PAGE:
The bidding on this hand definitely needs explaining. Lucky Archie had lately been experimenting with opening 1NT while holding a five card major as recommended by a bridge book he was reading. Red Dyeman, Poor Frank’s partner, thought he and Frank had agreed that a two diamond bid over an opposing 1NT showed a single major, while Poor Frank thought it showed both. Red was correct, as Frank had forgotten he had agreed to play it Red’s way, rather than how he played it with Janet and other partners. Thus, Poor Frank picked his three card spade suit over the two card heart suit. Red realized Poor Frank had erred, but passed rather than trying to correct and hoped for the best.

Lucky Archie, obviously trying for a ruff, cashed the ace of hearts and exited a heart. This ran to Poor Frank’s queen. Poor Frank feared he might go down two or even three for a cold bottom, but saw some possibilities and gave nothing away in his demeanor. He led a diamond at trick two to dummy’s ace, then ruffed a diamond. Next came the ace of clubs as he threw a heart from dummy. He then led a small club, ruffing it in dummy as Lucky Archie played the king. Poor Frank now ruffed another diamond in hand. He led a sneaky ten of clubs and Archie tossed his king of diamonds. Declarer discarded dummy’s queen of diamonds.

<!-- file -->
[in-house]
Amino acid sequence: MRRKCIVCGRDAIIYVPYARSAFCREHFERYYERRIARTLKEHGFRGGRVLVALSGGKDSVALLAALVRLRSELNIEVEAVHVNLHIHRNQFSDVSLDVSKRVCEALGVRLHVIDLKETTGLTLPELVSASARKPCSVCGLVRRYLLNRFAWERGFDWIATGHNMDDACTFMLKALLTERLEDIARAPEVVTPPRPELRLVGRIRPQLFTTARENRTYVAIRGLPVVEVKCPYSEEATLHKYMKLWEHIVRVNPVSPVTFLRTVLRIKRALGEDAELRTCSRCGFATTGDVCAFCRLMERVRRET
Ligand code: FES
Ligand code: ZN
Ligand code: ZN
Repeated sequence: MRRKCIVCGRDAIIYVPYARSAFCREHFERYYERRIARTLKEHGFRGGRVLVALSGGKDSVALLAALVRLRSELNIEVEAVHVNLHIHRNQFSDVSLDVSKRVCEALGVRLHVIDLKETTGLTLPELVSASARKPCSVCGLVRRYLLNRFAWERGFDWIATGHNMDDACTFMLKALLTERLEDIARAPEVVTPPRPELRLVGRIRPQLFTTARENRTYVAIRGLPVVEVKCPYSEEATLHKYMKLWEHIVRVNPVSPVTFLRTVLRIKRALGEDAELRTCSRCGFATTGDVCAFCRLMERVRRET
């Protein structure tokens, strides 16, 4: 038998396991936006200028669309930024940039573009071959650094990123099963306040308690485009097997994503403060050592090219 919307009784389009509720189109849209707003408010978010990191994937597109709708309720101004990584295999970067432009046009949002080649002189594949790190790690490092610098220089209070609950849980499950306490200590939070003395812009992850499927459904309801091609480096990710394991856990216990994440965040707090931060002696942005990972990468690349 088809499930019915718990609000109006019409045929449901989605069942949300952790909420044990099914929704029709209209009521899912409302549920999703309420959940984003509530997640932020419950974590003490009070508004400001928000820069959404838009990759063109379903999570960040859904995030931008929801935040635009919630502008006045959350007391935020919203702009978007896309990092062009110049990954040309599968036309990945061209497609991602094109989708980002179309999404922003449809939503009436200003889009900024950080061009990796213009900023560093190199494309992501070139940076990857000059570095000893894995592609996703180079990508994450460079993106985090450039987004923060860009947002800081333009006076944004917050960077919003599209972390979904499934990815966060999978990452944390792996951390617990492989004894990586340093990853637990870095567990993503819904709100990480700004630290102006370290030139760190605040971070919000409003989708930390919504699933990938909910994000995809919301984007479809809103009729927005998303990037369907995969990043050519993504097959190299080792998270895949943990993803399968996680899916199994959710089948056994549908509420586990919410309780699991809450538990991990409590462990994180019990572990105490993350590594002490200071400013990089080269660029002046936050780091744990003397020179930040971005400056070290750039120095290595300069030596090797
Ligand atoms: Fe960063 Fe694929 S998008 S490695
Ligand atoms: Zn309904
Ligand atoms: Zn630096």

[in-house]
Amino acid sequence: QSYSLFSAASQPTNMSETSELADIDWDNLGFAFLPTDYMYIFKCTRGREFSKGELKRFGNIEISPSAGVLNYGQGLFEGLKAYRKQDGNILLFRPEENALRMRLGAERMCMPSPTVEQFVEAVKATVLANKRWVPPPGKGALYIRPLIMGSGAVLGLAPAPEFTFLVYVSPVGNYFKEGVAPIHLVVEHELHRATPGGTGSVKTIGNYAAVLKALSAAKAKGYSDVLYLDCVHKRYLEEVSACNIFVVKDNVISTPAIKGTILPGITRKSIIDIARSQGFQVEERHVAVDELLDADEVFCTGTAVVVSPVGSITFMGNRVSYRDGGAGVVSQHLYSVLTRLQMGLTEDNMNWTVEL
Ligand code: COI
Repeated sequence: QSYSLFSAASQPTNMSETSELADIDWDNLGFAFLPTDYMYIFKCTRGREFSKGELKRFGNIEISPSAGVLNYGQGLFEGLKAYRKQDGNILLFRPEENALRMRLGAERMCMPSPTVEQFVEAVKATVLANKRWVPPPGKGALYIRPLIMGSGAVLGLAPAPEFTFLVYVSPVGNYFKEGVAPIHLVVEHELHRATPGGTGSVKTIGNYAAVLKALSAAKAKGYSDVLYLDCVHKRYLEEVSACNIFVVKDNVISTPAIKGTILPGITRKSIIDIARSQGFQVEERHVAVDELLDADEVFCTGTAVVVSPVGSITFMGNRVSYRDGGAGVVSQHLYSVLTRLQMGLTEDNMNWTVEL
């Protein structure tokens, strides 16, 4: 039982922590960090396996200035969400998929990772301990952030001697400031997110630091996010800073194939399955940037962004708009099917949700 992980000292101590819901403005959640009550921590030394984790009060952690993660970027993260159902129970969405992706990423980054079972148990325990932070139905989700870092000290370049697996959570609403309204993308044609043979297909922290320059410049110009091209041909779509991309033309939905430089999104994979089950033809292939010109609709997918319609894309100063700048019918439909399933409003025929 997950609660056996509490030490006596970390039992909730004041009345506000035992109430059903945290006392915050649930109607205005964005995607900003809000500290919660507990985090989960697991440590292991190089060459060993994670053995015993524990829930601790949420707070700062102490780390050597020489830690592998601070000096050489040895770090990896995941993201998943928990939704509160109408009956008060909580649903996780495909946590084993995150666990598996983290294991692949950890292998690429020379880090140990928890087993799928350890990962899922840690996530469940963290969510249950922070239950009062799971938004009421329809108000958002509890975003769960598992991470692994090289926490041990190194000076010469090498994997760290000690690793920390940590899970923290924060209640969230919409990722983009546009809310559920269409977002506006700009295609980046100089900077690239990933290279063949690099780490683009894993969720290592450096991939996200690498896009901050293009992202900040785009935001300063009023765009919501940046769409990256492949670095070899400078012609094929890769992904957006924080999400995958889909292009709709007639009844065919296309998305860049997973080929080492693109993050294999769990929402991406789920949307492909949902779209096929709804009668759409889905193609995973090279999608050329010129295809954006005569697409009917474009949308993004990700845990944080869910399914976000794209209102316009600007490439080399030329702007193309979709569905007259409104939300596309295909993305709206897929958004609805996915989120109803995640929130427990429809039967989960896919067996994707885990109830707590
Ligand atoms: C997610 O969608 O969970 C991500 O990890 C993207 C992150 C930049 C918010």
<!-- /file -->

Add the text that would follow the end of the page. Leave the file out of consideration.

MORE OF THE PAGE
Poor Frank looked at the tricks spread out before him: he had won seven tricks in a row. Could he possibly make one more? He now tried the jack of clubs. Lucky Archie thought about this and ruffed with the seven of spades. Poor Frank overruffed with the eight and suddenly he had made this improbable contract!   He now tried ruffing a heart with his nine of spades, but Lucky Archie overruffed and the defense soon took the rest of the tricks.

East’s eyes almost popped out of his head when he saw Lucky Archie’s cards.

“You mean we had all top five spades and the ace of hearts and we couldn’t set this contract?   Archie, this is the lowest point of your bridge career.”

“Well, I thought Frank had the king and jack, not you,” Archie said.

“Even so, you could have overruffed the dummy on the last club,” East said in a whiny voice.

Although this hand made a good story to tell to Janet later on, the result was only slightly above average for Poor Frank, as many NS pairs had made a two heart contract. But Frank still had one more board to play against his rival to see who would emerge victorious that evening.

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The Adventures of Team Porcupine, Part XLVII: The Value of Small Cards

The Adventures of Team Porcupine, Part XLVII: The Value of Small Cards

By Ray Adams


Bridge buffs who are successful know the value of small cards and use them well to get good results. Perhaps no declarer does this as well as Porczouk Nograwowicz of Team Porcupine.